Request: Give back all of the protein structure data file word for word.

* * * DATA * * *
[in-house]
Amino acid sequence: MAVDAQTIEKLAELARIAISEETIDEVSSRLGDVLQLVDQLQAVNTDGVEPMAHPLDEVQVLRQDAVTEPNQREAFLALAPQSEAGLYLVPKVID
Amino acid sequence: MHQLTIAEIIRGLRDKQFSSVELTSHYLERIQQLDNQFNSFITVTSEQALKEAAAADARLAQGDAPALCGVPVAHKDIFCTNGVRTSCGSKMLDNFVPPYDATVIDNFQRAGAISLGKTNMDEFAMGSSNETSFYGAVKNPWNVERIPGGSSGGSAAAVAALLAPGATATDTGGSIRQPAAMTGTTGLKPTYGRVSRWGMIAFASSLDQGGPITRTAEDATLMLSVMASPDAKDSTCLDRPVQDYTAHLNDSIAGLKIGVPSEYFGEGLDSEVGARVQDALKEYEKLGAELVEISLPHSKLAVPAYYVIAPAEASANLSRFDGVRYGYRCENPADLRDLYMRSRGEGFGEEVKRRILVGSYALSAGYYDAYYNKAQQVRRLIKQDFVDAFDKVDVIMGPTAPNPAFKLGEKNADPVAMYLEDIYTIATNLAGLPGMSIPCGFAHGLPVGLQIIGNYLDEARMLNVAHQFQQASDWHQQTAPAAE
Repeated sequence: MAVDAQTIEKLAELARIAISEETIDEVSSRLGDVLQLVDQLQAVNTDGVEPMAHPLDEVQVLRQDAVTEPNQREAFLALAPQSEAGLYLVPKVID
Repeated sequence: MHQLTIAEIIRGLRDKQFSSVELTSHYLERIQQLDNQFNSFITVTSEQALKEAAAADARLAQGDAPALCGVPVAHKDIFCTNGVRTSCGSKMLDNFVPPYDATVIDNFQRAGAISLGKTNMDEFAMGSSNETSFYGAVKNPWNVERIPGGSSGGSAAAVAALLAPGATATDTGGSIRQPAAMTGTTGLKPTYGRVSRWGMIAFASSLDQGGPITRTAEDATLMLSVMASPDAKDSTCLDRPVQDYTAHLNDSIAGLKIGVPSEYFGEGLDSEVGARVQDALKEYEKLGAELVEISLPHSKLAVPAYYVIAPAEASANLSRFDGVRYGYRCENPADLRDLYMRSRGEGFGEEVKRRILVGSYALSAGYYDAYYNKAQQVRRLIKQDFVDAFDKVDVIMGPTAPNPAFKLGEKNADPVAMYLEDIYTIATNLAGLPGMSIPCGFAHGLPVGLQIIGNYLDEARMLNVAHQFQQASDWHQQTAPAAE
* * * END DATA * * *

[in-house]
Amino acid sequence: MAVDAQTIEKLAELARIAISEETIDEVSSRLGDVLQLVDQLQAVNTDGVEPMAHPLDEVQVLRQDAVTEPNQREAFLALAPQSEAGLYLVPKVID
Amino acid sequence: MHQLTIAEIIRGLRDKQFSSVELTSHYLERIQQLDNQFNSFITVTSEQALKEAAAADARLAQGDAPALCGVPVAHKDIFCTNGVRTSCGSKMLDNFVPPYDATVIDNFQRAGAISLGKTNMDEFAMGSSNETSFYGAVKNPWNVERIPGGSSGGSAAAVAALLAPGATATDTGGSIRQPAAMTGTTGLKPTYGRVSRWGMIAFASSLDQGGPITRTAEDATLMLSVMASPDAKDSTCLDRPVQDYTAHLNDSIAGLKIGVPSEYFGEGLDSEVGARVQDALKEYEKLGAELVEISLPHSKLAVPAYYVIAPAEASANLSRFDGVRYGYRCENPADLRDLYMRSRGEGFGEEVKRRILVGSYALSAGYYDAYYNKAQQVRRLIKQDFVDAFDKVDVIMGPTAPNPAFKLGEKNADPVAMYLEDIYTIATNLAGLPGMSIPCGFAHGLPVGLQIIGNYLDEARMLNVAHQFQQASDWHQQTAPAAE
Repeated sequence: MAVDAQTIEKLAELARIAISEETIDEVSSRLGDVLQLVDQLQAVNTDGVEPMAHPLDEVQVLRQDAVTEPNQREAFLALAPQSEAGLYLVPKVID
Repeated sequence: MHQLTIAEIIRGLRDKQFSSVELTSHYLERIQQLDNQFNSFITVTSEQALKEAAAADARLAQGDAPALCGVPVAHKDIFCTNGVRTSCGSKMLDNFVPPYDATVIDNFQRAGAISLGKTNMDEFAMGSSNETSFYGAVKNPWNVERIPGGSSGGSAAAVAALLAPGATATDTGGSIRQPAAMTGTTGLKPTYGRVSRWGMIAFASSLDQGGPITRTAEDATLMLSVMASPDAKDSTCLDRPVQDYTAHLNDSIAGLKIGVPSEYFGEGLDSEVGARVQDALKEYEKLGAELVEISLPHSKLAVPAYYVIAPAEASANLSRFDGVRYGYRCENPADLRDLYMRSRGEGFGEEVKRRILVGSYALSAGYYDAYYNKAQQVRRLIKQDFVDAFDKVDVIMGPTAPNPAFKLGEKNADPVAMYLEDIYTIATNLAGLPGMSIPCGFAHGLPVGLQIIGNYLDEARMLNVAHQFQQASDWHQQTAPAAE